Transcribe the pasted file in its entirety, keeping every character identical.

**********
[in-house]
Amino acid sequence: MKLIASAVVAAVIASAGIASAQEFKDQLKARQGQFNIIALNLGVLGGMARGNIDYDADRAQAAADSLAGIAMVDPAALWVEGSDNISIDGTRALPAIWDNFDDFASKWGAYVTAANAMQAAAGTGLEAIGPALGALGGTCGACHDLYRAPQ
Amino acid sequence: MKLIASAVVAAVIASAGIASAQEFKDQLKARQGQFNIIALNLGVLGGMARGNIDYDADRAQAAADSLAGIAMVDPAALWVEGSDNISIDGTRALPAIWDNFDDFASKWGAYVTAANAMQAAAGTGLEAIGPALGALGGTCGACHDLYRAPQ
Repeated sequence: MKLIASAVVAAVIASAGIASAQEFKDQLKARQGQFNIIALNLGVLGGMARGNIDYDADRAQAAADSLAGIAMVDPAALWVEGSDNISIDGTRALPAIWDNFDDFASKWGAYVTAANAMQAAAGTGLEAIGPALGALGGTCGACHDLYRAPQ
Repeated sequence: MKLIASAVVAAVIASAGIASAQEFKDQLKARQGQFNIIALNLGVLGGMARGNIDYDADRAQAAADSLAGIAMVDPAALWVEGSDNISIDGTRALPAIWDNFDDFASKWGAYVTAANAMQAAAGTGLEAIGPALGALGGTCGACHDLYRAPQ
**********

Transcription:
[in-house]
Amino acid sequence: MKLIASAVVAAVIASAGIASAQEFKDQLKARQGQFNIIALNLGVLGGMARGNIDYDADRAQAAADSLAGIAMVDPAALWVEGSDNISIDGTRALPAIWDNFDDFASKWGAYVTAANAMQAAAGTGLEAIGPALGALGGTCGACHDLYRAPQ
Amino acid sequence: MKLIASAVVAAVIASAGIASAQEFKDQLKARQGQFNIIALNLGVLGGMARGNIDYDADRAQAAADSLAGIAMVDPAALWVEGSDNISIDGTRALPAIWDNFDDFASKWGAYVTAANAMQAAAGTGLEAIGPALGALGGTCGACHDLYRAPQ
Repeated sequence: MKLIASAVVAAVIASAGIASAQEFKDQLKARQGQFNIIALNLGVLGGMARGNIDYDADRAQAAADSLAGIAMVDPAALWVEGSDNISIDGTRALPAIWDNFDDFASKWGAYVTAANAMQAAAGTGLEAIGPALGALGGTCGACHDLYRAPQ
Repeated sequence: MKLIASAVVAAVIASAGIASAQEFKDQLKARQGQFNIIALNLGVLGGMARGNIDYDADRAQAAADSLAGIAMVDPAALWVEGSDNISIDGTRALPAIWDNFDDFASKWGAYVTAANAMQAAAGTGLEAIGPALGALGGTCGACHDLYRAPQ